Zara Knows How To Make Viral Clothes On the Viral List

Zara has the recipe for creating viral clothing, a Millennial dad is calling out a little-known problem, Hocus Pocus’s 25th birthday celebration is bewitching nostalgic Millennials, and more of what’s getting the internet’s attention this week…

1. Another Zara Product Is Selling Out and Going Viral

Seasons come and go, but Zara’s knack for releasing viral clothing items is apparently eternal. This time, an orange plaid midi skirt is taking social media by storm. The leaves haven’t even started to turn colors yet, but influencers like @venswifestyle and @valerieann16 are all donning the same Zara skirt to kick off pumpkin spice season, prompting Who What Wear and. and Teen Vogue to report on its popularity. The skirt has been selling out, though as of this writing there are some still available. It seems Zara has a knack for producing items that become social media favorites, with diehards coveting pieces like a pair of black track pants in 2016 and studded boots last year. One 2017 coat even got so popular that those who got their hands on it posted pics with the hashtag #CoatSquad, reports Daily Mail, while the Instagram repost account @thatcoat amassed over 7,000 followers.

2. A Millennial Father Calls Out Men’s Restrooms for Missing One Vital Thing

Millennial parents everywhere are outraged that men’s bathrooms don’t have changing tables after an Instagram post of one dad changing his child while in an awkward squat went viral. Donte Palmer posted the picture with the caption, “What’s the deal with not having changing tables in men’s bathroom as if we don’t exist!!” The post was then picked up by @TheShadeRoom where it has over 550,000 likes. Since then, countless dads have posted their own frustrations. Palmer told BuzzFeed News, “My wife and I, we share everything equally. We…

 
 

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Quote of the Day: “Time I could be sleeping is time I spend on social media. It's now part of my waking up and going to sleep routine and, for those reasons, I'm feeling done with social media."—Male, 24, CA

MasterCard created an audio-only logo for Generation Voice Activated. The finance brand has debuted a sound they’ll play when people check out using their MasterCard. YPulse data shows that 29% of 18-36-year-olds own a smart speaker device, and that number is only expected to grow along with the use of other audio-activated devices. MasterCard wants to make their brand memorable without visual cues to tap into the $40 billion in revenue voice shopping is expected to generate by 2022. (Fast Company)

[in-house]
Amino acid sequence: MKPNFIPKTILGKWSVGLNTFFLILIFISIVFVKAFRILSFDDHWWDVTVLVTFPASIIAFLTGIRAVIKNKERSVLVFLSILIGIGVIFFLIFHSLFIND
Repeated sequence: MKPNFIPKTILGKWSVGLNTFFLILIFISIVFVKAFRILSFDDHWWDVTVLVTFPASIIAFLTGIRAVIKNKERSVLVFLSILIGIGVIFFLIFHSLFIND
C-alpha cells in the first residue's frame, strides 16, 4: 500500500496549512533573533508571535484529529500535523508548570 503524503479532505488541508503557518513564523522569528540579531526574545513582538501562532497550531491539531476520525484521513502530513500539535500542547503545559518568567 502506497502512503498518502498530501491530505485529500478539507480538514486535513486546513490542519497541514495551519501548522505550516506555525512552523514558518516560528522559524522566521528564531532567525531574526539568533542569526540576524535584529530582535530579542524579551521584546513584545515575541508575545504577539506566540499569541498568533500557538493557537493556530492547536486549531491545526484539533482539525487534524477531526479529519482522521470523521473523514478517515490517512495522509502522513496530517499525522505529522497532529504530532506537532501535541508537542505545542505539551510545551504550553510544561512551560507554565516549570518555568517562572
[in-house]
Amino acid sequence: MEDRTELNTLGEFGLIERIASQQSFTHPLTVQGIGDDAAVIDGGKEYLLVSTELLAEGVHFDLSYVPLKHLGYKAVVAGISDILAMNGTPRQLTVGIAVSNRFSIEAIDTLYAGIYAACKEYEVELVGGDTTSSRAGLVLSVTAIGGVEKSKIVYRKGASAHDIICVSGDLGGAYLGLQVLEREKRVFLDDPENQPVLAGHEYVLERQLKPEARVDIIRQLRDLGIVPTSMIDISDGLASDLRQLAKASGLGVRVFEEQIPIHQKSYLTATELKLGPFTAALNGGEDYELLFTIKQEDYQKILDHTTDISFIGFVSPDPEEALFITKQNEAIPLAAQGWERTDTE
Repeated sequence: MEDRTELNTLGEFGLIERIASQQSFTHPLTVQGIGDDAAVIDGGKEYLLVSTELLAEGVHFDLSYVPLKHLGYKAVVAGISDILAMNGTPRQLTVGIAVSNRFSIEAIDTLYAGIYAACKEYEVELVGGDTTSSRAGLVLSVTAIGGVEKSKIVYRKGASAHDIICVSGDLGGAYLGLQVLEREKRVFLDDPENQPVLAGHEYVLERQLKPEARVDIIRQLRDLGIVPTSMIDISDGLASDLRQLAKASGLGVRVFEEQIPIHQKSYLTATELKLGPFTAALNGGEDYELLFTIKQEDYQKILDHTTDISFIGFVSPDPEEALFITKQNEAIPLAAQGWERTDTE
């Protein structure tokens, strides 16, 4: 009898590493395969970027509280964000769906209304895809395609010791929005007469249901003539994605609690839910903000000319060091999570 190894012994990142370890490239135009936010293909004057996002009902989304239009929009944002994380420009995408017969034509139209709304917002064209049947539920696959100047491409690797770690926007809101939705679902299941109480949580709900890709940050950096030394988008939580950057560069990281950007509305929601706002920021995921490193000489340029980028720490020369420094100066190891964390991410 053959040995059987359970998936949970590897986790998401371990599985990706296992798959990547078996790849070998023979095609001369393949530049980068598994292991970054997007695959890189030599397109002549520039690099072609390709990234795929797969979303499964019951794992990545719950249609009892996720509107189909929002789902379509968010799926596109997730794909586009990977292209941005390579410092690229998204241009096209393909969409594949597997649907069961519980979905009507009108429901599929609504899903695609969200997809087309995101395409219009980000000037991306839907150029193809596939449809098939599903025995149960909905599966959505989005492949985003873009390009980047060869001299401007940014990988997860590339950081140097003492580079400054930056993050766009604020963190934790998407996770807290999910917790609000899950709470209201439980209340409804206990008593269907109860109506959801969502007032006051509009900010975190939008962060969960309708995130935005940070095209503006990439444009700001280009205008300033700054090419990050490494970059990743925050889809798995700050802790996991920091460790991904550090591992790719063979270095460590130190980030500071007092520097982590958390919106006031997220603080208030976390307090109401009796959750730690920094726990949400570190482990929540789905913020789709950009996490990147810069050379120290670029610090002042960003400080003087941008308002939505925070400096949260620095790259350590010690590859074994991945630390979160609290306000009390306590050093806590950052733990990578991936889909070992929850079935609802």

Brands are acting uncannily human on Twitter—is it working? Many brands (mainly the food and beverage kind) are “behav[ing] like real people with idiosyncratic personalities” on social media to connect with young consumers. This allows them to “stand out it in a crowded marketplace," explains one marketing professor. And Twitter users are engaging: from Sunny D to Steak-umm, brands are going viral for nihilist, and even depressing, first-person posts. (Vice)

Millennials are buying more greeting cards this Valentine’s Day. The National Retail Federation estimates the industry made as much as $933 million yesterday, compared to $894 million last year. Experts say that Millennials are behind the boost as they buy more expensive, albeit fewer, cards that often have personalized flourishes and functions (like audio). They’re also opting for IRL cards over e-cards because, as one enthusiast explains, "I like giving cards because you can hold it, unlike a text or email.” (NPR)

Brands went beyond romantic messaging for Valentine’s Day this year. Some catered to Millennials’ Treat Yo’Self mentality with collaborations like Tinder and Homesick’s “Single, Not Sorry” candle, while others celebrated Galentine’s Day. Target stocked themed decorations for those hosting girls-only get-togethers and Kay Jewelers set aside a site category for Galentine’s Day gifts. Finally, the NRF estimates that pet owners spent $886 million on their furry friends on Valentine’s Day, and retailers like PetSmart advertised accordingly. (ContentStandard)

More college grads are taking on retail jobs as stores up the ante for new hires. Yes, the trend is fueled by student debt and other financial factors, but also because stores that focus on experience expect more than ever from their customer service reps. Workers at Sweaty Betty, Everlane, and Warby Parker are reportedly trained with workshops, tests, and homework. But while, as one expert explains, “Customers are also coming in with much higher expectations of what level of service they’re going to receive,” retail wages aren’t keeping pace. (Refinery29)

Quote of the Day: “The best thing about social media is to connect with people across geographical boundaries and cultures. I love interacting with people that I wouldn’t have otherwise.”—Female, 22, PA

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